A break down of residential crime trends in South Africa

Update: This article has been updated with further clarity from Lightstone on how its data was compiled. A previous headline put focus on suburbs, which needs to be read in wider context of the original report.

Property group, Lightstone, has released a report on the effect of crime on property prices in South Africa, with some surprising data on the most crime-affected residential suburbs in the country.

The data is based on annual crime data provided by the SAPS, grouped into statistics on a more granular level.

The report focuses on residential crime, which includes malicious damage to residential property and home burglary. Burglary, shoplifting and robbery at non-residential premises is classified as non-residential crime, not represented in this data.

As a result, the rates have been standardised per thousand households to show crime relative to the size of the population.

Provincial level

According to Lightstone, the Western Cape has the highest average residential crime rate per thousand households.

“While the rate has dropped slightly in the past two years, the crime rate is still much higher than that of the next most crime-ridden province, the Northern Cape,” noted the report.

“Gauteng and the Free State showed similar rates per thousand households in 2016.”

In contrast Limpopo has the lowest provincial crime rate, although it has seen progressive increases over the past four years. This trend does not necessarily mean that the province is bucking the trend, however, said the report.

“It could rather be the result of an increase in access to police stations in the province’s developing rural areas. More police stations mean easier access for residents to report crime, which would show up in the numbers as more incidents.”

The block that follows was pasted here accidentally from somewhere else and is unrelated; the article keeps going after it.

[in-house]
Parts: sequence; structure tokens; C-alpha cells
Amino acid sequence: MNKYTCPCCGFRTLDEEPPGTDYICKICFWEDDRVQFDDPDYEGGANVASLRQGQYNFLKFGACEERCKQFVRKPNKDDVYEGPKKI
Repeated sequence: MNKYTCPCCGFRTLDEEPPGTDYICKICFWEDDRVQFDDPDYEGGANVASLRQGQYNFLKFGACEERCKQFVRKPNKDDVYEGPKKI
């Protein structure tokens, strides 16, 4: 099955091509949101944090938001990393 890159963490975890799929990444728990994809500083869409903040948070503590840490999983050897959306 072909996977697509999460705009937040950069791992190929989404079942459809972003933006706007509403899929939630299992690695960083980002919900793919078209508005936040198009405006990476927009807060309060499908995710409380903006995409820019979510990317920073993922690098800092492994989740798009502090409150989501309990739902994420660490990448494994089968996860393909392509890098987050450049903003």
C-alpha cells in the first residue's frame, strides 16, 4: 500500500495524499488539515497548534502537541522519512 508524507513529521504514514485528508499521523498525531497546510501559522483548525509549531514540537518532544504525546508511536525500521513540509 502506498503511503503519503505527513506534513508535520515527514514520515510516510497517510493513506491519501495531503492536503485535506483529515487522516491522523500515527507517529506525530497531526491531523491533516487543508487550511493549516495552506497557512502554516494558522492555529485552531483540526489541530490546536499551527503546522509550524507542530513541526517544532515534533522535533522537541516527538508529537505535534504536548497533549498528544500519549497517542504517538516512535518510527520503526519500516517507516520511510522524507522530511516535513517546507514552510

According to Lightstone these are the provinces in SA, listed from most to least residential crime cases per 1,000 households:

  1. Western Cape
  2. Northern Cape
  3. Gauteng
  4. Free State
  5. Eastern Cape
  6. KwaZulu-Natal
  7. Mpumalanga
  8. North West
  9. Limpopo

Click on images to enlarge.


Suburbs 

Drilling deeper into the crime rates per suburb we gain a better understanding of possible
contributory factors to crime rates and the effect it might have on the economy.

Most suburbs are inside a major metropolis which is characterised as the economic hub of a region and it is expected that people in these areas will generally have valuable assets and wealth that would be appeal to the criminally inclined.

Suburbs in the city have the highest residential crime rates, followed by those in isolated urban areas and in the wider metropolis.

This is not surprising as the residents of these areas usually have higher population densities with economically active residents. Suburbs classified as rural have the lowest residential crime rates.

[Graph with suburb-specific data has been removed at the request of Lightstone]


How the data was compiled [UPDATE]

Following feedback and queries submitted regarding the article, Lightstone has provided a more detailed explanation of how it compiled its data, which was published in the original report.

“In this case we are only focusing on residential crime which only includes malicious damage to residential property and home burglary in the figures. All other crimes are excluded from the modelling,” the group said.

“Our focus was to measure the impact of crime to residential property house price growth, and the suburb specific information was shared as a spin-off article to that. The intention for the granular spatial modelling from a police district level is to give an indication of crime relative to previous years and the size of the population in the area.”

Suburb specific data may be surprising without this context, Lightstone said.

According to Lightstone, the reason why these specific suburbs featured, is because they are in large police districts that service quite diverse areas.

“If there is a police district that serves both a low crime and a high crime area it is very difficult to statistically split the two, but we are constantly working on ways to better do that.”

 


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